Doubletap is so intuitive.

Then, the joke is that Shimano Sora is essentially the same as Super Record, both have the little thumb clicker.  1

Not anymore, they've gone double-lever this year. To get Super Record shifting you now have to drop down to Shimano 2300  3

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Hicksdesign [11 posts] 3 years ago
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I know Othello is a Campag lover (and with good reason) but I wanted to echo the thoughts of others in that 'They're all good, try them and find the one you like"

In the last year or two I've been using SRAM and Shimano a lot:

Shimano Ultegra shifts really smoothly and easily - never have to worry about it. The lever ergonomics don't suit me as well as SRAM though, I find braking from the hoods much easier and more powerful on my SRAM Apex than the Ultegra (both properly set up by LBS). SRAM Apex also feels like a higher build quality than Shimano 105, but I've had a lot of issues with the front derailleur on SRAM - dropping the chain under pressure when you need it the most. I've heard others with the same problem. Thats the only downside I've had with SRAM though - it shifts nicely (downshifts not as effortless as Shimano, but good) and you can mix and match Apex/Rival/Force/Red well. Double tap is easy to get used to.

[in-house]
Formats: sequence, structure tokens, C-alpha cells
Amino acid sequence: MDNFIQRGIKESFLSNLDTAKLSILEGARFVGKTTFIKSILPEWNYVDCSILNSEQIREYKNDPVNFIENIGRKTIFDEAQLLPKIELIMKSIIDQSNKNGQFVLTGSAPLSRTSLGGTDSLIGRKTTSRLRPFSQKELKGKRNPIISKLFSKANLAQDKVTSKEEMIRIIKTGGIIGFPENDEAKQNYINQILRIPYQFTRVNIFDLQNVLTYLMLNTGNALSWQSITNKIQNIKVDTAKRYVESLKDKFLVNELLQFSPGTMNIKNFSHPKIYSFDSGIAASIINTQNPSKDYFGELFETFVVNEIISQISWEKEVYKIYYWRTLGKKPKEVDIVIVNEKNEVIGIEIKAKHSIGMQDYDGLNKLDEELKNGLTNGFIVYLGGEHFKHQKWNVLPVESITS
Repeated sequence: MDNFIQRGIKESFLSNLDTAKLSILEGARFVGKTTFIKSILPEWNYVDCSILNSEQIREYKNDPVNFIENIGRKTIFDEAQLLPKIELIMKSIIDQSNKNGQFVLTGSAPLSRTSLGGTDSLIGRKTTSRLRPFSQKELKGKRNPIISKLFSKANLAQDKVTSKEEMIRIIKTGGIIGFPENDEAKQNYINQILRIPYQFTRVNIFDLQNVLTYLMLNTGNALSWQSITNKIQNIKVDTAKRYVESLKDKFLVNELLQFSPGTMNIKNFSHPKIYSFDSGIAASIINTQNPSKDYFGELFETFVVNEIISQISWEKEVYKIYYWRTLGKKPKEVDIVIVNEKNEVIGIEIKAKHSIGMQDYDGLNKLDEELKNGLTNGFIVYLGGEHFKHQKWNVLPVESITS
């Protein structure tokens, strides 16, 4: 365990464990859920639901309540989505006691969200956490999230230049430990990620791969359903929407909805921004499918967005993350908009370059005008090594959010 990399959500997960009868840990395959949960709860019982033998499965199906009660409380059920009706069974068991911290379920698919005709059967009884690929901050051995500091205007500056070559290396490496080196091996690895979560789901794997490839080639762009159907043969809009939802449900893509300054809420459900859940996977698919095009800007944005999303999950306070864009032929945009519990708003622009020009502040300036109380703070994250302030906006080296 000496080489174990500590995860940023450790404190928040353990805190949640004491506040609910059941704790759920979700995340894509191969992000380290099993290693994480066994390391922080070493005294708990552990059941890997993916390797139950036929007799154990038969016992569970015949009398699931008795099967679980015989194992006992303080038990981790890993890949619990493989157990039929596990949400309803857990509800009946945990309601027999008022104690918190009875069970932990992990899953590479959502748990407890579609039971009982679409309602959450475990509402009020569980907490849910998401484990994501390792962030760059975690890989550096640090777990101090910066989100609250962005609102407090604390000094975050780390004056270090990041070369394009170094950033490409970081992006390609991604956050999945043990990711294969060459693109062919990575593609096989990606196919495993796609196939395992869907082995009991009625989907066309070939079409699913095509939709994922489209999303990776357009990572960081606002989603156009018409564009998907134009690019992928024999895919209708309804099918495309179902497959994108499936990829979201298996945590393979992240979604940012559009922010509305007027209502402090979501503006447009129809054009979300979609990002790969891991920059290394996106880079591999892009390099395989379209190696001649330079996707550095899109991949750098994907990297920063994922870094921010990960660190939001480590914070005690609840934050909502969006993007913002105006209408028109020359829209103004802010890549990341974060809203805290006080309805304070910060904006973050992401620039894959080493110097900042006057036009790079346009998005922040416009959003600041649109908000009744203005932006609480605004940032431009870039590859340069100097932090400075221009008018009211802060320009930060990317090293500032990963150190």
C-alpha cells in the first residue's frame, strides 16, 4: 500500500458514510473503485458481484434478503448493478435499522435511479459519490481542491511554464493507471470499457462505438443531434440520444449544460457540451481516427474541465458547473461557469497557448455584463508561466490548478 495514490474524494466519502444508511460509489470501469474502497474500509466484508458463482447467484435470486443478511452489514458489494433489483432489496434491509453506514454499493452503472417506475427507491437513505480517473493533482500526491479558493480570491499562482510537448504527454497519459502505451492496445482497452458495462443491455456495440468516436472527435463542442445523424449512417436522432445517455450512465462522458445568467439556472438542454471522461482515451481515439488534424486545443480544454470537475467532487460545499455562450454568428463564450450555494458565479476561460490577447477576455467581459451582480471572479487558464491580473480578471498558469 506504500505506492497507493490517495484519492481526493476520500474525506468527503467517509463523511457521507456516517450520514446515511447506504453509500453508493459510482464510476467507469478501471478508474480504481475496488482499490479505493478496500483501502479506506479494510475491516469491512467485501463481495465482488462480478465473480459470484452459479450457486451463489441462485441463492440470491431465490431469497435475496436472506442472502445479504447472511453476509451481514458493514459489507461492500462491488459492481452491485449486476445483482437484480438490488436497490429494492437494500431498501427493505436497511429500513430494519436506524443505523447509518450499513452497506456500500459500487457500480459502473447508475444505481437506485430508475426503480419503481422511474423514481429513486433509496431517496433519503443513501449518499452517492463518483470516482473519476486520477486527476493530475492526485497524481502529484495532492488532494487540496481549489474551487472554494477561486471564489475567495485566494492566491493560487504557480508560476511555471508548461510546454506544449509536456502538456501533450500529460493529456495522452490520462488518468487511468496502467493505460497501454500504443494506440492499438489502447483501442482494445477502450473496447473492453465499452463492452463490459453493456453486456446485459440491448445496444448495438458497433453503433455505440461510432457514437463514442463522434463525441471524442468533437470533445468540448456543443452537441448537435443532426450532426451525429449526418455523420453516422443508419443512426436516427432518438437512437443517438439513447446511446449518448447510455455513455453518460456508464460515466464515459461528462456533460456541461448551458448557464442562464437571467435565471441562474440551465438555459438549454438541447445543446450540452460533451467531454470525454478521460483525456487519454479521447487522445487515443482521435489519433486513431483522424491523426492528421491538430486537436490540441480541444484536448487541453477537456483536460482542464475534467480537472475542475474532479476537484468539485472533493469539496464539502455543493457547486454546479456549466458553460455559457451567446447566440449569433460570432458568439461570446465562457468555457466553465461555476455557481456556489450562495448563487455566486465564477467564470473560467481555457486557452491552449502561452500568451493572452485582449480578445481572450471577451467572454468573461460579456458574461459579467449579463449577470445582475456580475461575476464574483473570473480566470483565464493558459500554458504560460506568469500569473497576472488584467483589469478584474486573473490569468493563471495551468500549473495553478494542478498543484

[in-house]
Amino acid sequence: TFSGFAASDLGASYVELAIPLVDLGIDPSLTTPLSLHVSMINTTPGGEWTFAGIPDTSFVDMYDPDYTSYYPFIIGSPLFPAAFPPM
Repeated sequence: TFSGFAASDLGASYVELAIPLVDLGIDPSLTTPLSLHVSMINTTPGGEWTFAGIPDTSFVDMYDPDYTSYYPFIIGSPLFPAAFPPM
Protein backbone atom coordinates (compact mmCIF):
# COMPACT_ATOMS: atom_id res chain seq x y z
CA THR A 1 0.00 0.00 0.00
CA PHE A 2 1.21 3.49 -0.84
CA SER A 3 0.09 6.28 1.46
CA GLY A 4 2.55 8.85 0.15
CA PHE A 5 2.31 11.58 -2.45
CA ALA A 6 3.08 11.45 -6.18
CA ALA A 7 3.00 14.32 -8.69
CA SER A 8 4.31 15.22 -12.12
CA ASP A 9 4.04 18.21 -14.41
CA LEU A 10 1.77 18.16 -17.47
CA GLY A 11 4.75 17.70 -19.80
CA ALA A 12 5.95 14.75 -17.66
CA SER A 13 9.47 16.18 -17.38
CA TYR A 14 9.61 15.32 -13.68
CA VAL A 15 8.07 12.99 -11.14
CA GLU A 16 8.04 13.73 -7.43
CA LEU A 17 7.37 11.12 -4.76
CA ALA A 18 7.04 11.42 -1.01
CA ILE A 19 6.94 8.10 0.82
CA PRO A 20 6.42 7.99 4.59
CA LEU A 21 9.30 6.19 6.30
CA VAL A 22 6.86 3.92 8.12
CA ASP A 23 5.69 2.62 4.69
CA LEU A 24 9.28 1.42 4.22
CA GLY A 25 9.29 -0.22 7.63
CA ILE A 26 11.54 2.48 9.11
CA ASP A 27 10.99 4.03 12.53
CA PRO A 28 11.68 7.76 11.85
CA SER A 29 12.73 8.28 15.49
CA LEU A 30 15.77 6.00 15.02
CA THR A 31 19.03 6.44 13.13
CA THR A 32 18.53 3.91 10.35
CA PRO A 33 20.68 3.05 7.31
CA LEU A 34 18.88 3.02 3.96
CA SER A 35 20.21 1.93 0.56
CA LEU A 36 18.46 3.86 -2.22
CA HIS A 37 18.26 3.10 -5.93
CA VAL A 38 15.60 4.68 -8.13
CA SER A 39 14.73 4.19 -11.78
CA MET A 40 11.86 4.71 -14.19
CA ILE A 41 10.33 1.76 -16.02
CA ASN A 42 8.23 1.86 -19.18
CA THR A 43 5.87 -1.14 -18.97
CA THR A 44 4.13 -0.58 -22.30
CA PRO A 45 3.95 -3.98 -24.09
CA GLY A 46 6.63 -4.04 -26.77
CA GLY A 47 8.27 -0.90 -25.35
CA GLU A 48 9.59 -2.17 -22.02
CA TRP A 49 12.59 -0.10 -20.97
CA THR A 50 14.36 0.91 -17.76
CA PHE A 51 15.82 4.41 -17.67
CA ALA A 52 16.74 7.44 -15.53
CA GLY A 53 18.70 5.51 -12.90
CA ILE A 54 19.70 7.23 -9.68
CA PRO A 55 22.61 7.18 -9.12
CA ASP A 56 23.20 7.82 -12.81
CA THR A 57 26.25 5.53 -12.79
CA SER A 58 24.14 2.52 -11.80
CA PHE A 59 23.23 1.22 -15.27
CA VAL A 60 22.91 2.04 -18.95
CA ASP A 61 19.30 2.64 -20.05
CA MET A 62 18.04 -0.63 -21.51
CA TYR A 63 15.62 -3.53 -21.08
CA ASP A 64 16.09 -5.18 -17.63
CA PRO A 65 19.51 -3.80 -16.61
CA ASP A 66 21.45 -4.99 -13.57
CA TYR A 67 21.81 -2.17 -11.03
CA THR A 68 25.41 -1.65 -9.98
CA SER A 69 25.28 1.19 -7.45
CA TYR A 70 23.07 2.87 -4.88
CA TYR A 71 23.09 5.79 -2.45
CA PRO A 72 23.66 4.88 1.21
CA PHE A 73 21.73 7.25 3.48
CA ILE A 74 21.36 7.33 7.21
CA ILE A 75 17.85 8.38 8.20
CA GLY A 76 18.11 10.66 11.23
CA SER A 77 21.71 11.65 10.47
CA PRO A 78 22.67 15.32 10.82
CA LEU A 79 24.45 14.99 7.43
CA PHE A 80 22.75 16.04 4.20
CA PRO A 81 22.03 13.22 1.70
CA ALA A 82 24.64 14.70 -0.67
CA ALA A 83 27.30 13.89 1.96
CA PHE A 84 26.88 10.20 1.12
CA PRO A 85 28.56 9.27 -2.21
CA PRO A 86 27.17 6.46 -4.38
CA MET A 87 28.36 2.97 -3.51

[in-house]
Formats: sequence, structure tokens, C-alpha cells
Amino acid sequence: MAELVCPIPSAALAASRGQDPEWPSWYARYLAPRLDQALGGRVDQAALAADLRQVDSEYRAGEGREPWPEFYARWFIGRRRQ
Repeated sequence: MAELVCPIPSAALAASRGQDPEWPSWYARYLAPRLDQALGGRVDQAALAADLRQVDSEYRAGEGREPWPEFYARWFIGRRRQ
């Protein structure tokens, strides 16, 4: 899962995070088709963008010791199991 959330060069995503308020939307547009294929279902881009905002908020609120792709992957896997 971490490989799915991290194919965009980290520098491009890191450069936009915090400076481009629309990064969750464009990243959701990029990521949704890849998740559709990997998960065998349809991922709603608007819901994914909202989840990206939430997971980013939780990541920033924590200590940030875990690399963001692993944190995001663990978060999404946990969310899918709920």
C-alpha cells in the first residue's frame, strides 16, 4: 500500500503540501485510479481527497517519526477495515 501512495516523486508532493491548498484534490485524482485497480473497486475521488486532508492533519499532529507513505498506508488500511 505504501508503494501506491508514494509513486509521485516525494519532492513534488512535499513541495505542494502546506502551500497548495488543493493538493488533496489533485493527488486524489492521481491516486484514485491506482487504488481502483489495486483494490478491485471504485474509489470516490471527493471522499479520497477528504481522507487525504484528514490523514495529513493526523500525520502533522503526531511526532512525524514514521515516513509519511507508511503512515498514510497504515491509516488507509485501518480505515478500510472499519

I'm going to to try and grab Othello's bike to try out his Campy next, as I have a feeling the hood shape will suit me best!  3

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Noelieboy [87 posts] 3 years ago
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Thanks very much for all your help guys.
will try & demo some bikes that have all the set ups.